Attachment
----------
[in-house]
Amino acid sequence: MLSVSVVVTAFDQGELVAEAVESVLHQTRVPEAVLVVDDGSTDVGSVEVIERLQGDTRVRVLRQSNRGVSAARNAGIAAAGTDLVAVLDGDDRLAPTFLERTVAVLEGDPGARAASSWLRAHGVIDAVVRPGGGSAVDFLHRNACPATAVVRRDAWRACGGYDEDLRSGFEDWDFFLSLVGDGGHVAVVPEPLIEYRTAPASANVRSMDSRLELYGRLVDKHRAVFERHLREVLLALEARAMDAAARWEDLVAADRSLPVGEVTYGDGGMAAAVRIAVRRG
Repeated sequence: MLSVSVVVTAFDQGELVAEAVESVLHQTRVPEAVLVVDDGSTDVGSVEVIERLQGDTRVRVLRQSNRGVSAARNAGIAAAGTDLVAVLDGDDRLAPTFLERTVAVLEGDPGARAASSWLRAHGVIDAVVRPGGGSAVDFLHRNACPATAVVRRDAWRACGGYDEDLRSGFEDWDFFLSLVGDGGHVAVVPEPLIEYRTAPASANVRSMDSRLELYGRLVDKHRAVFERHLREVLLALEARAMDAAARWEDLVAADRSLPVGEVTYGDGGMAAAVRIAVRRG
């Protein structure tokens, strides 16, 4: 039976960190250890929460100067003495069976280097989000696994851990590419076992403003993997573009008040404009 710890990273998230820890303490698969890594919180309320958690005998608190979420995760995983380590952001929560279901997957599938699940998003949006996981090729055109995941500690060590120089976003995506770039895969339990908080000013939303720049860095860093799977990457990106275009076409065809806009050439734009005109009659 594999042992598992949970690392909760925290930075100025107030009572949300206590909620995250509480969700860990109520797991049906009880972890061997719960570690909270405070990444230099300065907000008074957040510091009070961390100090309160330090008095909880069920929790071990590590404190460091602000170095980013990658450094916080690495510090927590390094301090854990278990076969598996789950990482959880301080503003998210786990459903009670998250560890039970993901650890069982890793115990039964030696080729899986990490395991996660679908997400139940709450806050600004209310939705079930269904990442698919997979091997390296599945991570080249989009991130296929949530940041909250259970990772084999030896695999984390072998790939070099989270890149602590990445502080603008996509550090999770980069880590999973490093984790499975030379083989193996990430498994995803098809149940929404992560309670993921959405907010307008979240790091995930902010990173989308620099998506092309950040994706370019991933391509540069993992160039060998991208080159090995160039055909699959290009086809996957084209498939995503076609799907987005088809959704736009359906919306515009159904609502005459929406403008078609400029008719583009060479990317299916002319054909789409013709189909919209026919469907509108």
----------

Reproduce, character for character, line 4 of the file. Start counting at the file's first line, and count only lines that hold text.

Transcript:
């Protein structure tokens, strides 16, 4: 039976960190250890929460100067003495069976280097989000696994851990590419076992403003993997573009008040404009 710890990273998230820890303490698969890594919180309320958690005998608190979420995760995983380590952001929560279901997957599938699940998003949006996981090729055109995941500690060590120089976003995506770039895969339990908080000013939303720049860095860093799977990457990106275009076409065809806009050439734009005109009659 594999042992598992949970690392909760925290930075100025107030009572949300206590909620995250509480969700860990109520797991049906009880972890061997719960570690909270405070990444230099300065907000008074957040510091009070961390100090309160330090008095909880069920929790071990590590404190460091602000170095980013990658450094916080690495510090927590390094301090854990278990076969598996789950990482959880301080503003998210786990459903009670998250560890039970993901650890069982890793115990039964030696080729899986990490395991996660679908997400139940709450806050600004209310939705079930269904990442698919997979091997390296599945991570080249989009991130296929949530940041909250259970990772084999030896695999984390072998790939070099989270890149602590990445502080603008996509550090999770980069880590999973490093984790499975030379083989193996990430498994995803098809149940929404992560309670993921959405907010307008979240790091995930902010990173989308620099998506092309950040994706370019991933391509540069993992160039060998991208080159090995160039055909699959290009086809996957084209498939995503076609799907987005088809959704736009359906919306515009159904609502005459929406403008078609400029008719583009060479990317299916002319054909789409013709189909919209026919469907509108």